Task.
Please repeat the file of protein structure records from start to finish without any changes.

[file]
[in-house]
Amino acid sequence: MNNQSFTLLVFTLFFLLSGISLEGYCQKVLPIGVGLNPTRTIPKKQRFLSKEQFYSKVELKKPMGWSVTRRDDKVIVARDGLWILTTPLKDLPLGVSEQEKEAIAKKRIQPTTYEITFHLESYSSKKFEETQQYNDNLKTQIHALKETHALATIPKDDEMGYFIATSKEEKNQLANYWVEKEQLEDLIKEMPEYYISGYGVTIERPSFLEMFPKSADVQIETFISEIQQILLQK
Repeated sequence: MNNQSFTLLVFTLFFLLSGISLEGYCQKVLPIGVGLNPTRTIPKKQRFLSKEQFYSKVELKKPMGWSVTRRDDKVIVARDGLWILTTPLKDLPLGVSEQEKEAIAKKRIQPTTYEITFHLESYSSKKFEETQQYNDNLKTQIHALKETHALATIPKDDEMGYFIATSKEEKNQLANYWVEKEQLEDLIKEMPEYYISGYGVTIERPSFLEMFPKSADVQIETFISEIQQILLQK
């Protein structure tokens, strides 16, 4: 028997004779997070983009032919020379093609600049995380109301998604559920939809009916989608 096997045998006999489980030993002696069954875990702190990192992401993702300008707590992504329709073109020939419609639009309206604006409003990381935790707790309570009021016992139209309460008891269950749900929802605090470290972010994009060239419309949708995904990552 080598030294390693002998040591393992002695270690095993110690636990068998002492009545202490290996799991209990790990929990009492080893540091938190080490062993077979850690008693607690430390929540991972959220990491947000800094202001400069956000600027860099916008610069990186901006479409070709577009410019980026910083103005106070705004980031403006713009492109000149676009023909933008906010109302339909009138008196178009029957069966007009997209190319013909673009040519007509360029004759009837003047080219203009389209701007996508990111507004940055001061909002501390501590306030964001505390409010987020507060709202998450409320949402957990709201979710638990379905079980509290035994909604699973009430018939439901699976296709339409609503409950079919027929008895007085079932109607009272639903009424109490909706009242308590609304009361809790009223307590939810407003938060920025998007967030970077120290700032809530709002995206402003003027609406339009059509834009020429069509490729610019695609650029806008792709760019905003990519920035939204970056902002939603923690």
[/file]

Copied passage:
[in-house]
Amino acid sequence: MNNQSFTLLVFTLFFLLSGISLEGYCQKVLPIGVGLNPTRTIPKKQRFLSKEQFYSKVELKKPMGWSVTRRDDKVIVARDGLWILTTPLKDLPLGVSEQEKEAIAKKRIQPTTYEITFHLESYSSKKFEETQQYNDNLKTQIHALKETHALATIPKDDEMGYFIATSKEEKNQLANYWVEKEQLEDLIKEMPEYYISGYGVTIERPSFLEMFPKSADVQIETFISEIQQILLQK
Repeated sequence: MNNQSFTLLVFTLFFLLSGISLEGYCQKVLPIGVGLNPTRTIPKKQRFLSKEQFYSKVELKKPMGWSVTRRDDKVIVARDGLWILTTPLKDLPLGVSEQEKEAIAKKRIQPTTYEITFHLESYSSKKFEETQQYNDNLKTQIHALKETHALATIPKDDEMGYFIATSKEEKNQLANYWVEKEQLEDLIKEMPEYYISGYGVTIERPSFLEMFPKSADVQIETFISEIQQILLQK
């Protein structure tokens, strides 16, 4: 028997004779997070983009032919020379093609600049995380109301998604559920939809009916989608 096997045998006999489980030993002696069954875990702190990192992401993702300008707590992504329709073109020939419609639009309206604006409003990381935790707790309570009021016992139209309460008891269950749900929802605090470290972010994009060239419309949708995904990552 080598030294390693002998040591393992002695270690095993110690636990068998002492009545202490290996799991209990790990929990009492080893540091938190080490062993077979850690008693607690430390929540991972959220990491947000800094202001400069956000600027860099916008610069990186901006479409070709577009410019980026910083103005106070705004980031403006713009492109000149676009023909933008906010109302339909009138008196178009029957069966007009997209190319013909673009040519007509360029004759009837003047080219203009389209701007996508990111507004940055001061909002501390501590306030964001505390409010987020507060709202998450409320949402957990709201979710638990379905079980509290035994909604699973009430018939439901699976296709339409609503409950079919027929008895007085079932109607009272639903009424109490909706009242308590609304009361809790009223307590939810407003938060920025998007967030970077120290700032809530709002995206402003003027609406339009059509834009020429069509490729610019695609650029806008792709760019905003990519920035939204970056902002939603923690």